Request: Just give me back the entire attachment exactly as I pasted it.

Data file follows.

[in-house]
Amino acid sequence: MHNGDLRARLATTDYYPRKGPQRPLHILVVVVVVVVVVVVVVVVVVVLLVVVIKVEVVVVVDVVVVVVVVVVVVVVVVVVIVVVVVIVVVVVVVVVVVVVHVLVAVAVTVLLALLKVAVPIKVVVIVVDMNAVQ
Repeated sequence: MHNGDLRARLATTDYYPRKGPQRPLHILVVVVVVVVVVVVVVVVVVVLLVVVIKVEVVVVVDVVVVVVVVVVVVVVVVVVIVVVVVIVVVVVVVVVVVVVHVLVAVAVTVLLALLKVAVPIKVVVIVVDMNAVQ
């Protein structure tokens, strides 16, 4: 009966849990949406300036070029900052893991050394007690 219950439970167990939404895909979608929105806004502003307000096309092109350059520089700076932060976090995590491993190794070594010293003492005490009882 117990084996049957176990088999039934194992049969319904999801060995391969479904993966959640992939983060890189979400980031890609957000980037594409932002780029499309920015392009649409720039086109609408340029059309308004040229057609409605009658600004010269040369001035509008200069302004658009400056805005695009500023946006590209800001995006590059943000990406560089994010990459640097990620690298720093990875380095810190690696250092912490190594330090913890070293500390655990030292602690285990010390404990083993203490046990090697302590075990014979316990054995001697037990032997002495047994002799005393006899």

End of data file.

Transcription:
[in-house]
Amino acid sequence: MHNGDLRARLATTDYYPRKGPQRPLHILVVVVVVVVVVVVVVVVVVVLLVVVIKVEVVVVVDVVVVVVVVVVVVVVVVVVIVVVVVIVVVVVVVVVVVVVHVLVAVAVTVLLALLKVAVPIKVVVIVVDMNAVQ
Repeated sequence: MHNGDLRARLATTDYYPRKGPQRPLHILVVVVVVVVVVVVVVVVVVVLLVVVIKVEVVVVVDVVVVVVVVVVVVVVVVVVIVVVVVIVVVVVVVVVVVVVHVLVAVAVTVLLALLKVAVPIKVVVIVVDMNAVQ
């Protein structure tokens, strides 16, 4: 009966849990949406300036070029900052893991050394007690 219950439970167990939404895909979608929105806004502003307000096309092109350059520089700076932060976090995590491993190794070594010293003492005490009882 117990084996049957176990088999039934194992049969319904999801060995391969479904993966959640992939983060890189979400980031890609957000980037594409932002780029499309920015392009649409720039086109609408340029059309308004040229057609409605009658600004010269040369001035509008200069302004658009400056805005695009500023946006590209800001995006590059943000990406560089994010990459640097990620690298720093990875380095810190690696250092912490190594330090913890070293500390655990030292602690285990010390404990083993203490046990090697302590075990014979316990054995001697037990032997002495047994002799005393006899």